I think that 3 is a good number in game systems. It’s the classic rock, paper, scissors, so I thought of the Qualities system on it, since it works a triplicity: Cardinal, Fixed, and Mutable! In astrology, as well as being tied to an Element, a sign is also tied to a Quality, this way Capricorn is a Cardinal Earth sign while Taurus is a Fixed Earth sign. These categories never repeat, which is very useful for creating systems. Taking into consideration the fact that the MC is a mutable sign, shaping her choices sounded reasonable and coherent with the theme.

In the end, the Elements were exchanged for Qualities in a way to decide damage. It would be weird if Virgo, also an Earth sign, had access to Water abilities to combat Fire signs and stuff. But since she IS a Mutable sign, having her switch around feels much more natural.

The system quickly went on to define the story routes of the game, as I always intended the game to have its story component tied closely to gameplay. I believe this makes people more engaged in both at the same time.

With the ability to color-code keywords in combat and descriptions to tell which kind of quality/stat they used, and thinking of rewards for choices, I thought making every choice tied to a quality/stat was simple at its core but presented a deeper analysis in how to answer to choices "correctly". There are no good or bad choices, only those that either suit the personality you strive to create or those that would work better with your stat build.


How will these qualities affect combat? Why tie personality into fighting styles?

Basically, they function like Types in Pokemon. Each enemy has a Quality of their own (sometimes two) and they would receive increased/decreased damage based on a triangle, much like Water is strong against/resists Fire and so on. Cardinal, the courageous, are stronger against Mutable, who are the versatile ones, and strong against Fixed, who are the determined.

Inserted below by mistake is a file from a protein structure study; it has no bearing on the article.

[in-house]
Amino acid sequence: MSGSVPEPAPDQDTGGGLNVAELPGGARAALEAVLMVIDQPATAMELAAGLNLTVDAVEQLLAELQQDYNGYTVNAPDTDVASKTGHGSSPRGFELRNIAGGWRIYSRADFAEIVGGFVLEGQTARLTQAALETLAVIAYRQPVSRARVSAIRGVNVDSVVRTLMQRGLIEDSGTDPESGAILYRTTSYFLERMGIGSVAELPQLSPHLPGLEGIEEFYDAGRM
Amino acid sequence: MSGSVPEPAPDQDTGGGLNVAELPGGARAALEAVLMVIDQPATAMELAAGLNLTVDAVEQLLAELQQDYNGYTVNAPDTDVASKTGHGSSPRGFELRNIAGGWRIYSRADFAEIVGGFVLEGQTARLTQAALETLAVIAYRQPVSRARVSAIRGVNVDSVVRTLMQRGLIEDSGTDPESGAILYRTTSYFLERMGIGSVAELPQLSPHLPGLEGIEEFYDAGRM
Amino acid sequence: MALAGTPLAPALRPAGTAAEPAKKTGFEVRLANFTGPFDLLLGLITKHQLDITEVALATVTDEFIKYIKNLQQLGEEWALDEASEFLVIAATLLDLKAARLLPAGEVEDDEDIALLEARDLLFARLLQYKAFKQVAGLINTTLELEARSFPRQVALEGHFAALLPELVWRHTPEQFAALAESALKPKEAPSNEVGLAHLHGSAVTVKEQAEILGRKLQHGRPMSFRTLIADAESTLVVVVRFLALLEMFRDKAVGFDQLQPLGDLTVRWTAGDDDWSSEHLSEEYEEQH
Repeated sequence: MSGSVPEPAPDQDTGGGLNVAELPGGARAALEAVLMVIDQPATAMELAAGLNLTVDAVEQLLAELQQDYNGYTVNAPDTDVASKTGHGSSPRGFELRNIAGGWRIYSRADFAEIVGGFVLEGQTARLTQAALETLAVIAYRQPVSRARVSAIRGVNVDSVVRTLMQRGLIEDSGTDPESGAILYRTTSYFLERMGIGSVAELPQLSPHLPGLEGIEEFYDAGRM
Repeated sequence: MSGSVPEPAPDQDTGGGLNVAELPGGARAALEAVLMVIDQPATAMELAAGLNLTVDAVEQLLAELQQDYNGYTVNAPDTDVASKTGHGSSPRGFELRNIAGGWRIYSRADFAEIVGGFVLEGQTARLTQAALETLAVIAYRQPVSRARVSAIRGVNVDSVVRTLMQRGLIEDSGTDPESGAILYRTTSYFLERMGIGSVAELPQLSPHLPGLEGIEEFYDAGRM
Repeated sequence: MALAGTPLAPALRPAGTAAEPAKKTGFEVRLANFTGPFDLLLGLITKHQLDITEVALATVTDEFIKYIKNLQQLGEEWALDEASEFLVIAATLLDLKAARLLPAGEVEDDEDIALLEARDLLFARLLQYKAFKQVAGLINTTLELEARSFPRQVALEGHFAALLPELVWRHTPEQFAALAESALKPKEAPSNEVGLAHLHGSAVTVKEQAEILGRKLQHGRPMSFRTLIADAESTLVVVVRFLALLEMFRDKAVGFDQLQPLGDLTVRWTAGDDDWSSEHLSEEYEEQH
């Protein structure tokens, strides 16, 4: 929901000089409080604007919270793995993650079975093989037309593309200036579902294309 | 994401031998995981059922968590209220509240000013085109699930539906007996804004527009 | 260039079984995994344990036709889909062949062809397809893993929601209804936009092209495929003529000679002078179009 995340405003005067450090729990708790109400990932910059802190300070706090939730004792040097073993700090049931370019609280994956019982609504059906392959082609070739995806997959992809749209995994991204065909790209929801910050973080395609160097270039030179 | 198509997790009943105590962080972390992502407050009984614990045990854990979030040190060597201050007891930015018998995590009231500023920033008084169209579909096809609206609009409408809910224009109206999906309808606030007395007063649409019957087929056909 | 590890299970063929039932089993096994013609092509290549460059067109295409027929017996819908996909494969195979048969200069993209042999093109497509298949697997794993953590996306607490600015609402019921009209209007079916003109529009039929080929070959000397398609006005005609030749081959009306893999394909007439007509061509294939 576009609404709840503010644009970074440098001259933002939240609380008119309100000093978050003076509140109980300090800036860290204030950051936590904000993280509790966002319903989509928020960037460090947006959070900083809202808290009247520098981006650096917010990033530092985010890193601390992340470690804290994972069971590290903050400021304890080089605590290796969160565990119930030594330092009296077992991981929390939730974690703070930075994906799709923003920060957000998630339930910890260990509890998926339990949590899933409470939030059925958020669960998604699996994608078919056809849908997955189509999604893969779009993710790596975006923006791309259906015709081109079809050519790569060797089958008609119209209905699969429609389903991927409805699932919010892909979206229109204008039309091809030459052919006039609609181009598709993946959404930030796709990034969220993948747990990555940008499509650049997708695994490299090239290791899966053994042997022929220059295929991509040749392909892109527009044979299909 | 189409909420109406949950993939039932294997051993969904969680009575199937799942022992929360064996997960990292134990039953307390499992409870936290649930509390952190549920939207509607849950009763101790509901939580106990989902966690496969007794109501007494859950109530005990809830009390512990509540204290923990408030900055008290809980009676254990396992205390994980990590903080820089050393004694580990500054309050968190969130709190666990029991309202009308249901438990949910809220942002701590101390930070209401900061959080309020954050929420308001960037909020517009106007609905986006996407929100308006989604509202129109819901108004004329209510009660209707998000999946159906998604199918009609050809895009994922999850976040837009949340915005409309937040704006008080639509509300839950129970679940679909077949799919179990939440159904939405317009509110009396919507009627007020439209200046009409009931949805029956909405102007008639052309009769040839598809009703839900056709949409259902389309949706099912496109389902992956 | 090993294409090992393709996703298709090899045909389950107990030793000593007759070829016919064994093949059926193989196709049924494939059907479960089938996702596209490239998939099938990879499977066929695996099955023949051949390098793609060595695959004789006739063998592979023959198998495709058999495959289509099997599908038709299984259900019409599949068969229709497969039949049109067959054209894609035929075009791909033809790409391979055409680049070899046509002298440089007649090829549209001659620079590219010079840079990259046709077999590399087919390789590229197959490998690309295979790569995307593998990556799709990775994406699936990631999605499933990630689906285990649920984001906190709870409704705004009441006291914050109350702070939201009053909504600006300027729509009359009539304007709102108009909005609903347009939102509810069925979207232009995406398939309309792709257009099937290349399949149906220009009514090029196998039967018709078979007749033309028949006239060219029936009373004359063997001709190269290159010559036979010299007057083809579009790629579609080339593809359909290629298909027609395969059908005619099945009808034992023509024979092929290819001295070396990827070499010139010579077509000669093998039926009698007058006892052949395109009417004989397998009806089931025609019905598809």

Unlike Pokemon, though, each Quality has a stat to represent it offensively. The player needs to increase their Ambition by several means (equipment, consumables, choices, exploration) to raise Cardinal damage, for example. Each stat also raises some other aspect of damaging. Patience (Fixed) raises basic attack damage, Versatility (Mutable) raises counter-attack damage and Ambition goes with Purge skill damage.

Either way, I think personality has a lot to do with how your fighting style would be if you were given choice. Think of RPGs in general, and those friends who like to play specific classes on any game they’re given that chance to. This is a key part when thinking of designs for the other Zodiacs. How would the archetype behave in battle? How can I channel those personality features the zodiac has for each sign into a combat stance, weapons, and battle flow?

My thought process with the boss fight from the demo, Capricorn, went by the archetypical traditionalism (the Japanese attire and katana), the impactful actions and determination that won’t let a Capricornian do things ‘just to try it out’ (her analytical first stage), and the Time-based motiff due to Saturn being a ruler for the sign of Capricorn (and considering Saturn is the Roman god of time).

This makes it easier for me to create these concepts. Making Virgo be able to switch and define herself throughout the game while keeping her superior tone only follows a Mutable-based Zodiac sign’s attitude.

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You’ve done away with random battles and replaced them with specific, challenging fights. How does that change the way you create combat in an RPG? What’s different, from a design perspective, when the player cannot grind levels?

It was initially very difficult! I wanted the game to tie in story and gameplay through the whole gam,e, so it was a necessary thing to do, but to balance it out is rather challenging.

The biggest trouble is damage taken, as it can easily be adjusted in a traditional RPG but I needed Virgo to be very fast-paced, and that means highly-damaging skills that won’t take long to do its job. If you increase the defense on some enemy that takes 10 hits to die by 10%, it’ll take 11 hits and that’s not too much. But if someone in Virgo dies in 2 hits, you need 50% increase in defense just to add an additional hit they can take. And that also meant increasing it’s DAMAGE by 50%, because I initially thought of having the three main stats also increase defense to the respective Quality.